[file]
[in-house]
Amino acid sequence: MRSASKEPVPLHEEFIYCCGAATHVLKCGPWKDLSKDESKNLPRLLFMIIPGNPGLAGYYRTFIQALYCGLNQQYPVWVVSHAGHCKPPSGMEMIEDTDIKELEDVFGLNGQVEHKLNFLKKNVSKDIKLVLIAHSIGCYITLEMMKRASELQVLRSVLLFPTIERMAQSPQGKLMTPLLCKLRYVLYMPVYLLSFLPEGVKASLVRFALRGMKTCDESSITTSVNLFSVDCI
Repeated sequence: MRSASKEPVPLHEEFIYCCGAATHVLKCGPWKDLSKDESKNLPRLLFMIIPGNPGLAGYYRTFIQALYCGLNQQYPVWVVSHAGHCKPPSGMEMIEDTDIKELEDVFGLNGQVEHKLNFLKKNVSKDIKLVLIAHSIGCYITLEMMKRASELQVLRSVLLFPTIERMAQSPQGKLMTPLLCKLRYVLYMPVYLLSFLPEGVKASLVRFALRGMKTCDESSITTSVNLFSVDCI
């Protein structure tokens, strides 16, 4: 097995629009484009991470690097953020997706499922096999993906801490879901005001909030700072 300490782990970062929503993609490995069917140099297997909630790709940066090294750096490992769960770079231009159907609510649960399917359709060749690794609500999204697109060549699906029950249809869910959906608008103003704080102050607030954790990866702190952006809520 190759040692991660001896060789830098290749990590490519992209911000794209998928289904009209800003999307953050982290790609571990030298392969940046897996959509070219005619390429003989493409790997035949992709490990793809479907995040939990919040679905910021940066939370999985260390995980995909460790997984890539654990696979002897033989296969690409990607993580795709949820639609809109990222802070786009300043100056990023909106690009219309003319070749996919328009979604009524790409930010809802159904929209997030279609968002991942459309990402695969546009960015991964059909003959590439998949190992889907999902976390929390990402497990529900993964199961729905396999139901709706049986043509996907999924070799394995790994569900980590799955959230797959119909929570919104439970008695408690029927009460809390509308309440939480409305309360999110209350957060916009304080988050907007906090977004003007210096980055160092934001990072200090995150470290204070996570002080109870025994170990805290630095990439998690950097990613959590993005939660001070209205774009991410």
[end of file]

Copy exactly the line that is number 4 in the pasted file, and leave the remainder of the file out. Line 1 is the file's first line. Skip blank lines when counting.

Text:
């Protein structure tokens, strides 16, 4: 097995629009484009991470690097953020997706499922096999993906801490879901005001909030700072 300490782990970062929503993609490995069917140099297997909630790709940066090294750096490992769960770079231009159907609510649960399917359709060749690794609500999204697109060549699906029950249809869910959906608008103003704080102050607030954790990866702190952006809520 190759040692991660001896060789830098290749990590490519992209911000794209998928289904009209800003999307953050982290790609571990030298392969940046897996959509070219005619390429003989493409790997035949992709490990793809479907995040939990919040679905910021940066939370999985260390995980995909460790997984890539654990696979002897033989296969690409990607993580795709949820639609809109990222802070786009300043100056990023909106690009219309003319070749996919328009979604009524790409930010809802159904929209997030279609968002991942459309990402695969546009960015991964059909003959590439998949190992889907999902976390929390990402497990529900993964199961729905396999139901709706049986043509996907999924070799394995790994569900980590799955959230797959119909929570919104439970008695408690029927009460809390509308309440939480409305309360999110209350957060916009304080988050907007906090977004003007210096980055160092934001990072200090995150470290204070996570002080109870025994170990805290630095990439998690950097990613959590993005939660001070209205774009991410």